Better planning is needed if public leisure provision is to meet changing demand, says a report published today. The study by the Audit Commission in association with Sport England finds that the quality and accessibility of public sports and recreation facilities may not match people’s health and fitness expectations and may not offer the best value for money.The Commission calls for more assessment of local sporting needs and greater use of partnership working to deliver services that are better-planned and value for money. In “Public Sports and Recreation Services” it also points to the need for greater coherence of funding streams and initiatives from central government departments.
The report shows that strategic planning of provision is underdeveloped and there is a lack of what it calls “robust assessment of the mix of current public and private provision, community needs and future demand”. The report finds that often councils focus on maintaining historic in-house provision and rarely form strategic partnerships with other councils, private providers or other partners such as health and education services to improve and develop facilities.
Examples of good practice in the management of sports and recreation provision are drawn from case studies in 10 local authority areas. They demonstrate that a number of management options can succeed if they are implemented effectively. The report says the keys to success are clarity of purpose, strong leadership and strong partnership working with councils reviewing the balance between local need and provision with their community and prospective partners.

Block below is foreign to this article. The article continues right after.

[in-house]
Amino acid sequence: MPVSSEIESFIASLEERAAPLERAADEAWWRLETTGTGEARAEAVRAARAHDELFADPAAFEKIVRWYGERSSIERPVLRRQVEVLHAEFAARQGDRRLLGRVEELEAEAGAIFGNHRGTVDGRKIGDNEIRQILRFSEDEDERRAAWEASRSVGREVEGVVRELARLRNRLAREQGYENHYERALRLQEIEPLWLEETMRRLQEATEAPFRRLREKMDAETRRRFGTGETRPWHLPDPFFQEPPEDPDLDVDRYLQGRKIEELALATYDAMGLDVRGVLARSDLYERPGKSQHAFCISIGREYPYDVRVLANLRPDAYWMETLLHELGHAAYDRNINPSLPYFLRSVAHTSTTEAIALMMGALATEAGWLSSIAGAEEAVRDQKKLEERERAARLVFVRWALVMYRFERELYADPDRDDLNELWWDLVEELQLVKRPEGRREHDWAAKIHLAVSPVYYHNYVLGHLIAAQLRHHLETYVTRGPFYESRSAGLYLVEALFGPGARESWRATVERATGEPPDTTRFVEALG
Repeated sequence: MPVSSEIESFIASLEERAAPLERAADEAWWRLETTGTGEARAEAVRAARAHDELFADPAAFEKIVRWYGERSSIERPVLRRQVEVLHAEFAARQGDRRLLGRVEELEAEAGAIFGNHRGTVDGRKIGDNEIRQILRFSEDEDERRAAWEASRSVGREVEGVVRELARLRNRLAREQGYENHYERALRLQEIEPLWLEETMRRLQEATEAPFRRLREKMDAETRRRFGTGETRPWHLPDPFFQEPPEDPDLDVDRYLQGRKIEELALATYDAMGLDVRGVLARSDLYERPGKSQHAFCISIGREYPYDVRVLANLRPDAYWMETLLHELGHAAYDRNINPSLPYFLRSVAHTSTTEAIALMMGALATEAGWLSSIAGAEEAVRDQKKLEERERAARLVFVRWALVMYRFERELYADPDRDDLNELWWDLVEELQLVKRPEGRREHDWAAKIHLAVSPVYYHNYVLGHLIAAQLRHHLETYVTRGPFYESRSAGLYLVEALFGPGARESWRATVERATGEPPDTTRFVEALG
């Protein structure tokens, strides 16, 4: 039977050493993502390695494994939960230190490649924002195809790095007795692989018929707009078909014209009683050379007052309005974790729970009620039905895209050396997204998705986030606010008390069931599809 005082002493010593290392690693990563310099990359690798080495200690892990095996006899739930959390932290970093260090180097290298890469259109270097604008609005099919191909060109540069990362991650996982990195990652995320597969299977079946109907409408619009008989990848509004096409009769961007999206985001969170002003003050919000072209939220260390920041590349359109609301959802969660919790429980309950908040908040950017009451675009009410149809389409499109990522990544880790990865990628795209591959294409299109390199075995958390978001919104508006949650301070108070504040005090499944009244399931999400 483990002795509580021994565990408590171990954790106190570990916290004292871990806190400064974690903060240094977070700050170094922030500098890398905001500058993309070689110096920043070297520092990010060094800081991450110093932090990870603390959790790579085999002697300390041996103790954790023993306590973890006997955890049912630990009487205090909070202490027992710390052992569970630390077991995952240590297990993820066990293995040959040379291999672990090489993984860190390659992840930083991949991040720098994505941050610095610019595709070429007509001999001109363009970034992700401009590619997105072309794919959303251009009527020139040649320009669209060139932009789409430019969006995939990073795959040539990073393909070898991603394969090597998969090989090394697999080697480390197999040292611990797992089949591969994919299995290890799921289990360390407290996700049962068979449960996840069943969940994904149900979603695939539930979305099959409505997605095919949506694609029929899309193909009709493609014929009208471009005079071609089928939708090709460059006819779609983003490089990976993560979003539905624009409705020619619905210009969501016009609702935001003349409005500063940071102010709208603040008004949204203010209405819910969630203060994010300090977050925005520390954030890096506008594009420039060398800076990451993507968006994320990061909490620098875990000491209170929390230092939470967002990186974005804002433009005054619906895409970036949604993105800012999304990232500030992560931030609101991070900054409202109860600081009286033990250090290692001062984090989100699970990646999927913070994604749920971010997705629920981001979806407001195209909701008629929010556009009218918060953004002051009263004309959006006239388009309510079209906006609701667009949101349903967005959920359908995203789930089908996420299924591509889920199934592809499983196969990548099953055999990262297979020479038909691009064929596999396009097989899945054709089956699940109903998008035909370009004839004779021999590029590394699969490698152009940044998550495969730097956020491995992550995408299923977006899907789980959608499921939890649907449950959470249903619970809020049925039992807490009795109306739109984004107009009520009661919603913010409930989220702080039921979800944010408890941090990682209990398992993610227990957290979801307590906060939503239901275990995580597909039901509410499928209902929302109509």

No single option delivers the best value for money, or consistently results in more investment or higher levels of participation, the report finds but it says many councils are missing out on significant savings by failing to use market testing when they consider the different management options. This also results in authorities failing to adapt their leisure provision to meet future needs.
The Commission says the case studies in the report show gains can be made by forming strategic cross-sector partnerships with health and education bodies and the voluntary sector and it cites the increasing investment in school sports that can be used to provide facilities to benefit the community. The Commission will consider the extent to which councils have appraised the options for delivering sports and recreation services when reviewing and reporting on value for money through the annual use of resources assessment.
The local authorities that are the focus of the report’s case studies are Guildford Borough Council, Penwith, East Hampshire and Harborough district councils, Liverpool City, Torbay and North Tyneside Councils and the London Boroughs of Bexley, Greenwich and Lambeth.